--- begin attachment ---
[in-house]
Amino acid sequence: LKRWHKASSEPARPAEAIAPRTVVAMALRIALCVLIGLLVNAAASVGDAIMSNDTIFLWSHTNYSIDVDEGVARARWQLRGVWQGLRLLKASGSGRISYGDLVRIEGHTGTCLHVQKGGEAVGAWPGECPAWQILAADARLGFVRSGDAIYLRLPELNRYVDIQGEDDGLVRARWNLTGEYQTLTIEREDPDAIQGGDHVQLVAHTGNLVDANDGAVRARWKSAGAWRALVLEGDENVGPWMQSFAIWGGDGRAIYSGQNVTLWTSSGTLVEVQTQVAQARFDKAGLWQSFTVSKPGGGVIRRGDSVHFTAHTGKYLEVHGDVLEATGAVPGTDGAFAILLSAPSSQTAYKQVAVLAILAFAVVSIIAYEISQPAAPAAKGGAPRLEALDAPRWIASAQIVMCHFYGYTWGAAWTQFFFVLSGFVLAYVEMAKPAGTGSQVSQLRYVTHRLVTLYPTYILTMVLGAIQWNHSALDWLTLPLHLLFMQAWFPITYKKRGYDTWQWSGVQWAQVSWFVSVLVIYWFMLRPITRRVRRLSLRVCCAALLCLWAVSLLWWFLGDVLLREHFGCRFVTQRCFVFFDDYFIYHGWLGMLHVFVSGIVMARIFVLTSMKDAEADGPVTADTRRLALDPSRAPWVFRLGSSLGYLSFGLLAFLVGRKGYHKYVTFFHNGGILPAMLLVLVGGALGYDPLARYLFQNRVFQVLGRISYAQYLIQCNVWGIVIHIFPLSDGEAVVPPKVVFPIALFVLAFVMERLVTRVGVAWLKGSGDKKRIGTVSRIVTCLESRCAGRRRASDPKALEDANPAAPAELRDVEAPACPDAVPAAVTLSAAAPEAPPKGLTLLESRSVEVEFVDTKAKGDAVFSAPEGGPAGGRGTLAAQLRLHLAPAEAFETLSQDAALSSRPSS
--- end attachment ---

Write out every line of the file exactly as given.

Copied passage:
[in-house]
Amino acid sequence: LKRWHKASSEPARPAEAIAPRTVVAMALRIALCVLIGLLVNAAASVGDAIMSNDTIFLWSHTNYSIDVDEGVARARWQLRGVWQGLRLLKASGSGRISYGDLVRIEGHTGTCLHVQKGGEAVGAWPGECPAWQILAADARLGFVRSGDAIYLRLPELNRYVDIQGEDDGLVRARWNLTGEYQTLTIEREDPDAIQGGDHVQLVAHTGNLVDANDGAVRARWKSAGAWRALVLEGDENVGPWMQSFAIWGGDGRAIYSGQNVTLWTSSGTLVEVQTQVAQARFDKAGLWQSFTVSKPGGGVIRRGDSVHFTAHTGKYLEVHGDVLEATGAVPGTDGAFAILLSAPSSQTAYKQVAVLAILAFAVVSIIAYEISQPAAPAAKGGAPRLEALDAPRWIASAQIVMCHFYGYTWGAAWTQFFFVLSGFVLAYVEMAKPAGTGSQVSQLRYVTHRLVTLYPTYILTMVLGAIQWNHSALDWLTLPLHLLFMQAWFPITYKKRGYDTWQWSGVQWAQVSWFVSVLVIYWFMLRPITRRVRRLSLRVCCAALLCLWAVSLLWWFLGDVLLREHFGCRFVTQRCFVFFDDYFIYHGWLGMLHVFVSGIVMARIFVLTSMKDAEADGPVTADTRRLALDPSRAPWVFRLGSSLGYLSFGLLAFLVGRKGYHKYVTFFHNGGILPAMLLVLVGGALGYDPLARYLFQNRVFQVLGRISYAQYLIQCNVWGIVIHIFPLSDGEAVVPPKVVFPIALFVLAFVMERLVTRVGVAWLKGSGDKKRIGTVSRIVTCLESRCAGRRRASDPKALEDANPAAPAELRDVEAPACPDAVPAAVTLSAAAPEAPPKGLTLLESRSVEVEFVDTKAKGDAVFSAPEGGPAGGRGTLAAQLRLHLAPAEAFETLSQDAALSSRPSS